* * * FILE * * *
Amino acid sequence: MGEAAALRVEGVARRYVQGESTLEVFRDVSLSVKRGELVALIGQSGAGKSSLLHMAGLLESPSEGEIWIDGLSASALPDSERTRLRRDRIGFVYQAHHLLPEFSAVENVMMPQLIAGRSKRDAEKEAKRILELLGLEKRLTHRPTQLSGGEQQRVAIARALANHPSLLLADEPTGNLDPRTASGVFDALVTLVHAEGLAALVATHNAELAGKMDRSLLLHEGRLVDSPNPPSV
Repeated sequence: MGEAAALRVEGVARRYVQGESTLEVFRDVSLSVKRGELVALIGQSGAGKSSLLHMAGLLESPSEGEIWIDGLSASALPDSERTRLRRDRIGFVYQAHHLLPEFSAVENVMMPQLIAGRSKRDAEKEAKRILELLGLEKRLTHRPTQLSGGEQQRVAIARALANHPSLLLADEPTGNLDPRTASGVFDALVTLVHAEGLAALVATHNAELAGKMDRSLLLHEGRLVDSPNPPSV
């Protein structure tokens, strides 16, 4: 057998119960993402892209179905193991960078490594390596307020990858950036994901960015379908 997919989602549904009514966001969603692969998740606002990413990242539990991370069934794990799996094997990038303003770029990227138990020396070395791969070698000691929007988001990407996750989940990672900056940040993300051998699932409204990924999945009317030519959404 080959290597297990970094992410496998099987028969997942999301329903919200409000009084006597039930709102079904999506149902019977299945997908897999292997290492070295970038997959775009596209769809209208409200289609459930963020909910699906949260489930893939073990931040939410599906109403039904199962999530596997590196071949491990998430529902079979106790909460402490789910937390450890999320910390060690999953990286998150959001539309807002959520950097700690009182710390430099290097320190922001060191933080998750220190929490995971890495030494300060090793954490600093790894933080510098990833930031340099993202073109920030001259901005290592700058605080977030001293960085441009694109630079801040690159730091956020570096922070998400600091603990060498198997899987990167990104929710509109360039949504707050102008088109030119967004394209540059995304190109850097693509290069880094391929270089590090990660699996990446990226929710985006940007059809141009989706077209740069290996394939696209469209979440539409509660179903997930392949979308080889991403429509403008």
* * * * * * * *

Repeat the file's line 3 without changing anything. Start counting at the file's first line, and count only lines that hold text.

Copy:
């Protein structure tokens, strides 16, 4: 057998119960993402892209179905193991960078490594390596307020990858950036994901960015379908 997919989602549904009514966001969603692969998740606002990413990242539990991370069934794990799996094997990038303003770029990227138990020396070395791969070698000691929007988001990407996750989940990672900056940040993300051998699932409204990924999945009317030519959404 080959290597297990970094992410496998099987028969997942999301329903919200409000009084006597039930709102079904999506149902019977299945997908897999292997290492070295970038997959775009596209769809209208409200289609459930963020909910699906949260489930893939073990931040939410599906109403039904199962999530596997590196071949491990998430529902079979106790909460402490789910937390450890999320910390060690999953990286998150959001539309807002959520950097700690009182710390430099290097320190922001060191933080998750220190929490995971890495030494300060090793954490600093790894933080510098990833930031340099993202073109920030001259901005290592700058605080977030001293960085441009694109630079801040690159730091956020570096922070998400600091603990060498198997899987990167990104929710509109360039949504707050102008088109030119967004394209540059995304190109850097693509290069880094391929270089590090990660699996990446990226929710985006940007059809141009989706077209740069290996394939696209469209979440539409509660179903997930392949979308080889991403429509403008």